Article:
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Practicing Responsibility

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Practicing Responsibility

by Firecat
January 14, 2020

Christopher Avery, founder of The Responsibility Company, has been my client on and off for 30 years. Last year, I signed up as a full-price participant in Responsibility Immersion so that I can, as closely as possible, experience his program as its participants do. 

When first introduced to The Responsibility Process and concepts in the 1990s, I appreciated the method and framework, but assumed I *already knew and practiced* responsibility. 

I later came to realize this was arrogance.

Is Responsibility self-denial?

In my culture, we’re often directly taught through discipline and rewards/punishments that “taking responsibility” is

  • self-denial,
  • self-discipline,
  • Shame, and
  • Obligation.

We hear:

  • “Be quiet; wait your turn.
  • “Admit you did it and say you’re sorry.
  • “Do as you’re told.”
  • “You’re older; give that to your sister.”

Christopher and his worldwide faculty teach, on the other hand, that Responsibility is the >ability to respond to any situation or upset from a clear, empowered mental state. His studies reveal that all human beings, when struggling with an upset or disappointment, move through one from one or more of these built-in, inherently disempowering coping states:

  • Lay Blame
  • Justify
  • Shame
  • Obligation, or,
  • Quit.

When I encountered Christopher and his material in the 1990s, I assessed The Responsibility Process and his book Teamwork is an Individual Skill as interesting, valuable, somewhat enlightening, but it didn’t really seem to apply to me. “I’m a successful entrepreneur and leader with a strong network and track record for success. But it’s great that this material exists for people who need it.” I assumed I had mastered these concepts already, and that I practiced responsibility better than most people.

Just before my corporate UX strategy team was eliminated last June, Christopher contacted me for consulting help to analyze, restructure and expand the worldwide Responsibility community to speed its growth. As part of that effort, I decided to enroll and pay full price for the training so I could have “skin in the game” and really experience its value. I joined the “Mastery Group” and studied the core modules to understand the process. I recommended we offer that course to focus people’s attention and get a jump start.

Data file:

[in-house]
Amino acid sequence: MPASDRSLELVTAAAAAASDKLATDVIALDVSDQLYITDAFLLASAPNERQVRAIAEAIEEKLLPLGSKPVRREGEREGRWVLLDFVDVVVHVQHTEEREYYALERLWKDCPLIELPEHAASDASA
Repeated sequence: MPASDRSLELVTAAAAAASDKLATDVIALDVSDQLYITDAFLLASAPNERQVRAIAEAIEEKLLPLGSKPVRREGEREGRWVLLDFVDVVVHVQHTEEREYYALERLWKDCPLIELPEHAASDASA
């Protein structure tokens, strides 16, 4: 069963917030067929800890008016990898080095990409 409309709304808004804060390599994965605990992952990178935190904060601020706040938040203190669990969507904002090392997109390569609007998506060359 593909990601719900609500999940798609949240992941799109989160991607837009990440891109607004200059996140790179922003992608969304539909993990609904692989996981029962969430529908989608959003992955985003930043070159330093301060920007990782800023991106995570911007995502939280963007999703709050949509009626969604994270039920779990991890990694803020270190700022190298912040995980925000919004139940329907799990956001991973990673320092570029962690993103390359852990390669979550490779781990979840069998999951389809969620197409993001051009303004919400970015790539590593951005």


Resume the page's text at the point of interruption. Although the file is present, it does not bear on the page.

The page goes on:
That turned out to be a good decision. I helped create, then signed on for, the first cohort, and for this second time through, I decided to go “all in.” That second round broke me open in so many important ways. I moved from theory to practice. On my real thoughts, feelings, behaviors, decisions.

The journey has been enlightening, and at times so excruciating that I don’t think I could continue without a cohort around me doing the same thing. Seeing others on the journey enduring the pain but staying with the work makes all the difference for me.

Showing a little tenderness – to myself

I have long flattered myself that I don’t beat myself up with ugly self-talk. And that’s true. But I realized I’ve been doing a crap job of being tender with myself, and tending to my own needs.

In my role as reluctant caregiver, I see that rather than loving and accepting myself and my husband, I operate by driving myself – operating out of a place of Obligation. I expect my life partner, son and colleagues to do the same. This caregiver situation is a perfect setup for self-flagellation (and shaming my partner).

I’m finally seeing that, far from being laudable (as our culture teaches), this martyrdom, this servitude is disempowering me, as well as my husband and son. It locks us in cycles of resentment.

Driving myself has been effective for achieving career movement, creating businesses, programs and nonprofits, keeping many balls in the air and plates spinning. But I’m ready to get off my self-designed hamster wheel. I want to be more purposeful about keeping myself at the top of my own priority list so I can continue to meet my self-selected commitments and agreements from a sustainable, fulfilling state. Pressures are easing for me, and my desired results, far from getting worse, are multiplying. It’s a bit mind-blowing.

I’m so grateful to the worldwide Responsibility community for helping me get this far.

If you’re interested in joining us in Responsibility Immersion, let me know; I have a discount code to share. I’d love to see you in the web conferences and share the journey.

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